And The Award Goes To…

What proved to be the most popular content on Semiconductor Engineering this year?

popularity

I like to look at what users find the most interesting topics, not because it directly influences what I write, but to get a sense of the subjects that are on most people’s minds. Some of it comes as no surprise. Content about new fabrication technologies tends to blow everything else away. While it directly affects very few of us, I think we all want to know the general direction of the industry and what we can expect five or ten years down the road. The problems of today are mundane by comparison. While there may be a little time bias, favoring articles published early in the year, the general readership numbers for Semiconductor Engineering continue to increase fairly rapidly which tends to balance things out quite nicely.

As far as my own articles, fifth place was taken by a relatively new article, Embedded FPGAs Going Mainstream? published October 27th. It looked at the growing attention being paid to FPGAs, especially those now available as IP that can be embedded into SoCs.

In fourth place was Decoding The Brain, an article inspired by a DAC keynote. How will decoding the brain of a fruit fly help us build better computers? Lou Scheffer says we have a long way to go before electronics catches up with image recognition. Other members of the industry added their opinions.

The bronze medal and quite a jump from fourth place was a roundtable titled Optimization Challenges For 10nm And 7nm that was published in three parts. Optimization used to be a simple timing against area tradeoff, but not anymore. As we go to each new node the tradeoffs become more complicated, involving additional aspects of the design that used to be dealt with in isolation. Part one on its own earned it the bronze medal.

Second place was a surprise as articles about software, IP and tools do not normally attract as many hits from our readership, but Will Open-Source Work For Chips? proved to be the exception. It looked at attempts to create open source semiconductor content and EDA tools. The industry is buzzing about that new possibility.

First place was total engineer porn. FinFET Scaling Reaches Thermal Limit looked at problems with finFETs that may imply a limit to the scaling that is possible. While somewhat ignored today, there is evidence that it could become a limiter.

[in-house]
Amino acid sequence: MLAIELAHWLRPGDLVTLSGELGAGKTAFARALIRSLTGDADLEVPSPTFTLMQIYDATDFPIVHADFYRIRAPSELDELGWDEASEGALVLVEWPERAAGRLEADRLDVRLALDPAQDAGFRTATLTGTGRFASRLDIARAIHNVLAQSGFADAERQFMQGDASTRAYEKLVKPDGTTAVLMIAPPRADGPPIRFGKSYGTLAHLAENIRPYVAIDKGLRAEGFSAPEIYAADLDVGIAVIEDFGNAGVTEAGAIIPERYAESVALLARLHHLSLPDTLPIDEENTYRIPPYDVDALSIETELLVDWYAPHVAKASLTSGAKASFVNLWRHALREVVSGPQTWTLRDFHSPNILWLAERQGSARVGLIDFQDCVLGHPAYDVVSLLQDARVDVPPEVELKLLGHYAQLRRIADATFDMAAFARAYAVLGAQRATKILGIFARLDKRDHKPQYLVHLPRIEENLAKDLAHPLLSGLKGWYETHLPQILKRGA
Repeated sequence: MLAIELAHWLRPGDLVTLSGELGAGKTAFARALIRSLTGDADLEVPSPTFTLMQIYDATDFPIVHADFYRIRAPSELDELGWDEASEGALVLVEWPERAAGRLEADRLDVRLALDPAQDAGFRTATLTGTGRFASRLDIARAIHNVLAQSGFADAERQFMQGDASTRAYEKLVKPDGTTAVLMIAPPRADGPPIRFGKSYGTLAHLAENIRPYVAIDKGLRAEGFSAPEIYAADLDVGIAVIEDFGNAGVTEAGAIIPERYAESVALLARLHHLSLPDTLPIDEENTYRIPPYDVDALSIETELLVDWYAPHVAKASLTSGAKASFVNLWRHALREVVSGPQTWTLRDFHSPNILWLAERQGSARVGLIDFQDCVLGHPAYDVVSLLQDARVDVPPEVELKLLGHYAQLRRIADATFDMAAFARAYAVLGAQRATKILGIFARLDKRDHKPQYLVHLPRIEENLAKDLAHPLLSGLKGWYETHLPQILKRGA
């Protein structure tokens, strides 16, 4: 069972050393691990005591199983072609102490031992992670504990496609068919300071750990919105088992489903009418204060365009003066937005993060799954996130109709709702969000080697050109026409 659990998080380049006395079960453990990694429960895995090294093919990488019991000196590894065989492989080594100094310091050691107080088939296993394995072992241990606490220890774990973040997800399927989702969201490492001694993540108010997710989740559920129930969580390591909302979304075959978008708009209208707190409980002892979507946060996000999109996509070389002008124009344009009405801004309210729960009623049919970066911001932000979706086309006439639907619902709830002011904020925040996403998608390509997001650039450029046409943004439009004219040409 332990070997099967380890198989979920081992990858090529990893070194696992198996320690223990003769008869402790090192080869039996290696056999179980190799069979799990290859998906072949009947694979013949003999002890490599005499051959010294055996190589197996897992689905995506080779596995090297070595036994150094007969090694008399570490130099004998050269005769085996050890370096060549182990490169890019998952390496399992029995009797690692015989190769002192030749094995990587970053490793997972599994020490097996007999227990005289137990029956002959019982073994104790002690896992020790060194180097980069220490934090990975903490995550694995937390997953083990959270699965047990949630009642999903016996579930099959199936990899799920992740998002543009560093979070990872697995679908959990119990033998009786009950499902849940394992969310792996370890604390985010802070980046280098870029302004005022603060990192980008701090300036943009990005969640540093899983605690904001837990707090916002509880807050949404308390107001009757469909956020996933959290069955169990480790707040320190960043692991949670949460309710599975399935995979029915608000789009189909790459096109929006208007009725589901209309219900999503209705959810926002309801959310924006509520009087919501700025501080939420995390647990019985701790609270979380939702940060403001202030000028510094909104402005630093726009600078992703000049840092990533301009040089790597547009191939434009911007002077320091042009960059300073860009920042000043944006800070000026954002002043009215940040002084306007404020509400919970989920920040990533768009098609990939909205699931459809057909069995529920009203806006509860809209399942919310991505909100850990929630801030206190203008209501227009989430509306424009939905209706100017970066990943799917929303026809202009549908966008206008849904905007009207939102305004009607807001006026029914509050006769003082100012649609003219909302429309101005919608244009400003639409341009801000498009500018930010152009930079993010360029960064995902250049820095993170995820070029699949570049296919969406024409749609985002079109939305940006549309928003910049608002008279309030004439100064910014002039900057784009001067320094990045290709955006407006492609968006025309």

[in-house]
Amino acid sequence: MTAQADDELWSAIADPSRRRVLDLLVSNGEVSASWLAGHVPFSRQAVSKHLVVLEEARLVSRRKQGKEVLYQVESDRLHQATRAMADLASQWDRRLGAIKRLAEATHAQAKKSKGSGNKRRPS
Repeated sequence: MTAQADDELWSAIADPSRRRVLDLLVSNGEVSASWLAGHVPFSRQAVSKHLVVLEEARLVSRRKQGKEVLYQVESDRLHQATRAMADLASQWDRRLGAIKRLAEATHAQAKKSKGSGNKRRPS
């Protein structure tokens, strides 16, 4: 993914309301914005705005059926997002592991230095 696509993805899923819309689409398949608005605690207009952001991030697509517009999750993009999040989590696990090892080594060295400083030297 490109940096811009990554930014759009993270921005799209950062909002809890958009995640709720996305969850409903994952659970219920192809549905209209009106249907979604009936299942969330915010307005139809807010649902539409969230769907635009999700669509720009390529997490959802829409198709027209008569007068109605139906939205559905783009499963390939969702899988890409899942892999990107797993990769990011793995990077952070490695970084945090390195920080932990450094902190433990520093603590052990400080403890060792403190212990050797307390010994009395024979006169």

My top blog was Abundant Change Ahead, which questioned if Moore’s Law would be the principal driver for the second half-century of semiconductor advancement. The whole notion of design could be transformed and even impact the role of the designer.

Overall winners
Turning our attention to the entire publication, we see the dominance of semiconductor technology articles.

In fifth place was The Future Of Memory, published June 16th.

It is unusual for a roundtable to get such high honors, even though they do have consistently good readership. This one looked at the DDR5 spec that was being defined and a new SRAM under development.

Fourth place went to Photonics Moves Closer To Chip, published June 20th.

Silicon photonics is resurfacing after more than a decade in the shadows, driven by demands to move larger quantities of data faster, using extremely low power and with minimal heat. Government, private funding ramps up as semiconductor industry looks for faster low-power solutions.

Third place and the bronze medal goes to 7nm Lithography Choices, published March 7th.

Chipmakers are ramping up their 16nm/14nm logic processes, with 10nm expected to move into early production later this year. Now, chipmakers are focusing on the lithography options for 7nm. The article lays out four possible scenarios for patterning the next generation of chips.

The silver belongs to 10nm Versus 7nm, published April 25th.

The silicon foundry business is heating up, as vendors continue to ramp their 16nm/14nm finFET processes. At the same time, they are racing each other to ship the next technologies on the roadmap—10nm and 7nm. The economics and benefits of moving to the next process node are not so obvious anymore.

And this year’s gold medal goes to What Transistors Will Look Like At 5nm, published August 18th.

As finFETs run out of steam after 7nm, what comes next? The debate is just beginning.